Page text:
Definition:
Hyperthyroidism occurs when the thyroid gland produces excessive amounts of thyroid hormone, resulting in acceleration of the body’s metabolic rate: hyperthyroidism causes the body's cells to burn fuel so rapidly that they waste much of it in the form of heat. The ailment varies in severity. Most cases can be treated effectively with medication. Surgery may be necessary if conservative treatment fails. Left untreated, hyperthyroidism is potentially fatal. The condition can take three different forms:

Graves' Disease: appears as a goitre in the neck along with eye and skin changes. Graves' disease is an autoimmune condition. It stems from an antibody that stimulates the thyroid to produce excessive amounts of thyroid hormones. In the process, the antibody overwhelms the usual thyroid-stimulating hormone. The stimulation causes the thyroid to grow, creating a goitre.

Toxic Nodular Goitre: one or more nodules (benign tumours) in the thyroid produce an excess of thyroid hormone.

Secondary Hyperthyroidism: in this condition the pituitary gland stimulates the thyroid to overproduce thyroid hormones.

Risk factors:
Major risk factors that can contribute to the incidence of hyperthyroidism include the following:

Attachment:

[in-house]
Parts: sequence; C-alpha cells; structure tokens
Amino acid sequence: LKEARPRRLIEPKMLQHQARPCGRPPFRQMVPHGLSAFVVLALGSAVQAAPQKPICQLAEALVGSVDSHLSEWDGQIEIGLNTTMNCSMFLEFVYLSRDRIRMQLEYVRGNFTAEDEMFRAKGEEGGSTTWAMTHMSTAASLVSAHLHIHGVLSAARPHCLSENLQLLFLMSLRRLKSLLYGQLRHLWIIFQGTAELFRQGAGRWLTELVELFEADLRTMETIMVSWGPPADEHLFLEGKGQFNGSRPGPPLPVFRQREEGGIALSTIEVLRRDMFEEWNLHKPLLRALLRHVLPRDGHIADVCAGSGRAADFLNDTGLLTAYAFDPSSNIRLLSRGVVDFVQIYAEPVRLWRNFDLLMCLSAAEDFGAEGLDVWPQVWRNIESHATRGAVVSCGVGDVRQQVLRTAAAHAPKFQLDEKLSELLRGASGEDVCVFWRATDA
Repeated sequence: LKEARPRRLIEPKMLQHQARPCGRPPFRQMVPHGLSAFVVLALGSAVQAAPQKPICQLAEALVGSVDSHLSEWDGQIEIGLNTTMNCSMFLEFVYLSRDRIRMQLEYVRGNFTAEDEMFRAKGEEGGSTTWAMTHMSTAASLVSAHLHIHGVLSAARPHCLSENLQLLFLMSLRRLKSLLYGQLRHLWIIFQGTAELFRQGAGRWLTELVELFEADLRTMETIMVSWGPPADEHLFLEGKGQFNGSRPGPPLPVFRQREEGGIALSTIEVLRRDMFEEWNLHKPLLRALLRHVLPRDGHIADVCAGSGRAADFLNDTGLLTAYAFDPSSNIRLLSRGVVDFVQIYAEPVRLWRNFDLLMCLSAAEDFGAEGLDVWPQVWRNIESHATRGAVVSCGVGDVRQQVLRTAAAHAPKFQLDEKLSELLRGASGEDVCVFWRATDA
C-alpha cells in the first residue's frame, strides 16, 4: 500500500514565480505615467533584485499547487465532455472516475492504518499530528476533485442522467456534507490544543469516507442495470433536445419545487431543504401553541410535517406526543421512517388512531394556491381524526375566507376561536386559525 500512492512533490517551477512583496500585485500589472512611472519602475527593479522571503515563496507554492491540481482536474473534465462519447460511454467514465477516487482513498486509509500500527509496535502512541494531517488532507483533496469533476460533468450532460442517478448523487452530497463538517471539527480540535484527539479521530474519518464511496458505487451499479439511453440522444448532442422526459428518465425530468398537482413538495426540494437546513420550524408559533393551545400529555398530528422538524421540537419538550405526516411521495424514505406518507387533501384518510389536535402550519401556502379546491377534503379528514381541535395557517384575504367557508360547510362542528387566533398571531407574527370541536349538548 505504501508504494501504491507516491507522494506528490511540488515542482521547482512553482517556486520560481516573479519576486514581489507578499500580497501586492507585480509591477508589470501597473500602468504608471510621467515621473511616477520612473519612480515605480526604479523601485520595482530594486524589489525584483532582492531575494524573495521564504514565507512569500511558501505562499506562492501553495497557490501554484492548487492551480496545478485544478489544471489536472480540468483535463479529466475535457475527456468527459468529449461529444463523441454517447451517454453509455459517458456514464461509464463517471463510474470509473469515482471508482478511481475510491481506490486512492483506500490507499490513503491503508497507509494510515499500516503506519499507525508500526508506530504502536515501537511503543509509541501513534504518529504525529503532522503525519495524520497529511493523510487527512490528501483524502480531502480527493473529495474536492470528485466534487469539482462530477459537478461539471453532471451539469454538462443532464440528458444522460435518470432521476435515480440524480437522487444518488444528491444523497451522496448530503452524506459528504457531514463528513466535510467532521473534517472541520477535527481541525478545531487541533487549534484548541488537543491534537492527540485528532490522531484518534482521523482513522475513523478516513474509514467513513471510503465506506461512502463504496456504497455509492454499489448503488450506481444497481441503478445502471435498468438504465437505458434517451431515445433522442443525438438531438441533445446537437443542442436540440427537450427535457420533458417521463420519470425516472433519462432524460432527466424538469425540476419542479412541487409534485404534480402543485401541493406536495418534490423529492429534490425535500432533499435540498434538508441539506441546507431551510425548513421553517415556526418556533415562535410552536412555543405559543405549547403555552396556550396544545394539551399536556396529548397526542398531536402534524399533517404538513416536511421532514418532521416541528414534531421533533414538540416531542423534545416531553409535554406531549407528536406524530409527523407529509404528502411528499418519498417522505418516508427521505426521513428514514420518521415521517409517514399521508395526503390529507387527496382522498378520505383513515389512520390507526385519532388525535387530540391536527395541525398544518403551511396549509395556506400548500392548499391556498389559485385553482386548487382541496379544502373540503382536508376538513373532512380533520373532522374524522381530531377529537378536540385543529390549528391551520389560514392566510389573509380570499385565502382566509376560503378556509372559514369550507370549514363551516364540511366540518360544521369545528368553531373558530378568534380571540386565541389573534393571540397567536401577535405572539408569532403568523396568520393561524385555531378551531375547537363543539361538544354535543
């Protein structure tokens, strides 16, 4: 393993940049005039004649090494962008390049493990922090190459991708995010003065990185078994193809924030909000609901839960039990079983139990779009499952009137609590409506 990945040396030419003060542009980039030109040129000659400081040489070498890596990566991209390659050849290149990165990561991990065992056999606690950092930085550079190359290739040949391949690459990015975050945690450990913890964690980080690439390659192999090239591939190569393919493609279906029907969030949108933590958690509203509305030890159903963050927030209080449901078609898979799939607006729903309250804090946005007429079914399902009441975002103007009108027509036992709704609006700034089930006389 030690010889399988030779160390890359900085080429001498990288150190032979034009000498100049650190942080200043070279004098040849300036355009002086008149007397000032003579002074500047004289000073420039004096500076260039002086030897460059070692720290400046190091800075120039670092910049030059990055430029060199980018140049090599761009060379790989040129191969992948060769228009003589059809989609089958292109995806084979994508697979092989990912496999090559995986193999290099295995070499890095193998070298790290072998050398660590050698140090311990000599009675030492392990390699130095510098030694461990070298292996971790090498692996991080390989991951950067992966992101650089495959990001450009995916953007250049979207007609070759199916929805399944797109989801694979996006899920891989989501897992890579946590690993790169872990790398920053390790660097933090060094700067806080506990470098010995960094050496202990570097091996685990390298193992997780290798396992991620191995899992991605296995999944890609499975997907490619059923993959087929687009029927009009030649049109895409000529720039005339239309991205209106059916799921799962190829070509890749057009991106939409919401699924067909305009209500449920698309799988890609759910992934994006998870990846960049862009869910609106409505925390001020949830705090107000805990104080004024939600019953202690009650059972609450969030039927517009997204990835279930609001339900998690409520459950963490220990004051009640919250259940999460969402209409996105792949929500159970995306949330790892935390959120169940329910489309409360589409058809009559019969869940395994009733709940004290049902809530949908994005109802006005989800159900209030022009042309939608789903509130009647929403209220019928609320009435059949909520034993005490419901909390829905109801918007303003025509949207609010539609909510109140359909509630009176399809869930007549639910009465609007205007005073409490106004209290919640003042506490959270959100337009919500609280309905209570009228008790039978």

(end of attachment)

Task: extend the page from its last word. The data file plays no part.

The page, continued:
• Age between 20 and 40 years
• Stress
• Pregnancy
• In newborns, a mother with Graves' disease
• Intestinal dysbiosis
• Antibiotic over-usage
• Family history of thyroid condition

Signs and Symptoms:
Common signs and symptoms of hyperthyroidism include:
• Tachycardia, arrhythmia and/or palpitations
• Hypertension
• Swelling at the base of the neck
• Moist skin and increased perspiration
• Shakiness and tremor
• Nervousness
• Confusion
• Increased appetite accompanied by weight loss
• Difficulty sleeping
• Swollen, reddened, and bulging eyes (exophthalmos)
• Constant stare (infrequent blinking, lid retraction and lid lag)
• Sensitivity of eyes to light
• Raised, thickened skin over shins, dorsum of feet, back, hands, or even face
• Altered menses